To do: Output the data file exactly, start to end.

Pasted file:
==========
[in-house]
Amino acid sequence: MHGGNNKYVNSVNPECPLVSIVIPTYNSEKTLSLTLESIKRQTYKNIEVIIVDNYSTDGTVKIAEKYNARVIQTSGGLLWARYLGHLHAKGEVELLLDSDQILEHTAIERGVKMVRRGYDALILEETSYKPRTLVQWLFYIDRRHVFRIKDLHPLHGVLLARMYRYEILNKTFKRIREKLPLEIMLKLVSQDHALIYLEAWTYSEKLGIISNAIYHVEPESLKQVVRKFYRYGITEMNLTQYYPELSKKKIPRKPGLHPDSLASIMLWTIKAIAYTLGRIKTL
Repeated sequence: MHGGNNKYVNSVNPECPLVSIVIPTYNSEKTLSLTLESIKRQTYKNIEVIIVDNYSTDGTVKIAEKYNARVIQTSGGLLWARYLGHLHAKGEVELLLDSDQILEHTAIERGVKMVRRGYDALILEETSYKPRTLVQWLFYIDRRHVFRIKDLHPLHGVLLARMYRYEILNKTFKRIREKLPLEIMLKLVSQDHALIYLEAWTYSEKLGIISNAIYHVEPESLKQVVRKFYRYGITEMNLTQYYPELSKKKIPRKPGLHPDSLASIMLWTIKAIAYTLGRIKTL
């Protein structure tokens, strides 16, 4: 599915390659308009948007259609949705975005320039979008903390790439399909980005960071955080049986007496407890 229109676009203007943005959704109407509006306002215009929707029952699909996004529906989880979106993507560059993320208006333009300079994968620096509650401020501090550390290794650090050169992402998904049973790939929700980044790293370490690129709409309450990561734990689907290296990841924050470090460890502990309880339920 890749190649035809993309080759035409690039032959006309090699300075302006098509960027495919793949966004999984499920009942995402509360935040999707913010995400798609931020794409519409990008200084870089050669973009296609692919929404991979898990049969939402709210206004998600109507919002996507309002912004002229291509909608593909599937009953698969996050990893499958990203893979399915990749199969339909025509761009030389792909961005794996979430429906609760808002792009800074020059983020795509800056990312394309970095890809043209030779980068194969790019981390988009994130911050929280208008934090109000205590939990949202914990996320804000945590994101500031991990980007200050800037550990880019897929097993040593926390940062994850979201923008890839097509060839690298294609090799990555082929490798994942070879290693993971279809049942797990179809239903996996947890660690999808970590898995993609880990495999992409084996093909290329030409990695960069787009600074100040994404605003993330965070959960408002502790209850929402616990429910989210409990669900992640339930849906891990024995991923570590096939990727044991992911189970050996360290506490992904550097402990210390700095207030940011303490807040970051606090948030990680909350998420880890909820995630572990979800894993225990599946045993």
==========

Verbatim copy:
[in-house]
Amino acid sequence: MHGGNNKYVNSVNPECPLVSIVIPTYNSEKTLSLTLESIKRQTYKNIEVIIVDNYSTDGTVKIAEKYNARVIQTSGGLLWARYLGHLHAKGEVELLLDSDQILEHTAIERGVKMVRRGYDALILEETSYKPRTLVQWLFYIDRRHVFRIKDLHPLHGVLLARMYRYEILNKTFKRIREKLPLEIMLKLVSQDHALIYLEAWTYSEKLGIISNAIYHVEPESLKQVVRKFYRYGITEMNLTQYYPELSKKKIPRKPGLHPDSLASIMLWTIKAIAYTLGRIKTL
Repeated sequence: MHGGNNKYVNSVNPECPLVSIVIPTYNSEKTLSLTLESIKRQTYKNIEVIIVDNYSTDGTVKIAEKYNARVIQTSGGLLWARYLGHLHAKGEVELLLDSDQILEHTAIERGVKMVRRGYDALILEETSYKPRTLVQWLFYIDRRHVFRIKDLHPLHGVLLARMYRYEILNKTFKRIREKLPLEIMLKLVSQDHALIYLEAWTYSEKLGIISNAIYHVEPESLKQVVRKFYRYGITEMNLTQYYPELSKKKIPRKPGLHPDSLASIMLWTIKAIAYTLGRIKTL
């Protein structure tokens, strides 16, 4: 599915390659308009948007259609949705975005320039979008903390790439399909980005960071955080049986007496407890 229109676009203007943005959704109407509006306002215009929707029952699909996004529906989880979106993507560059993320208006333009300079994968620096509650401020501090550390290794650090050169992402998904049973790939929700980044790293370490690129709409309450990561734990689907290296990841924050470090460890502990309880339920 890749190649035809993309080759035409690039032959006309090699300075302006098509960027495919793949966004999984499920009942995402509360935040999707913010995400798609931020794409519409990008200084870089050669973009296609692919929404991979898990049969939402709210206004998600109507919002996507309002912004002229291509909608593909599937009953698969996050990893499958990203893979399915990749199969339909025509761009030389792909961005794996979430429906609760808002792009800074020059983020795509800056990312394309970095890809043209030779980068194969790019981390988009994130911050929280208008934090109000205590939990949202914990996320804000945590994101500031991990980007200050800037550990880019897929097993040593926390940062994850979201923008890839097509060839690298294609090799990555082929490798994942070879290693993971279809049942797990179809239903996996947890660690999808970590898995993609880990495999992409084996093909290329030409990695960069787009600074100040994404605003993330965070959960408002502790209850929402616990429910989210409990669900992640339930849906891990024995991923570590096939990727044991992911189970050996360290506490992904550097402990210390700095207030940011303490807040970051606090948030990680909350998420880890909820995630572990979800894993225990599946045993």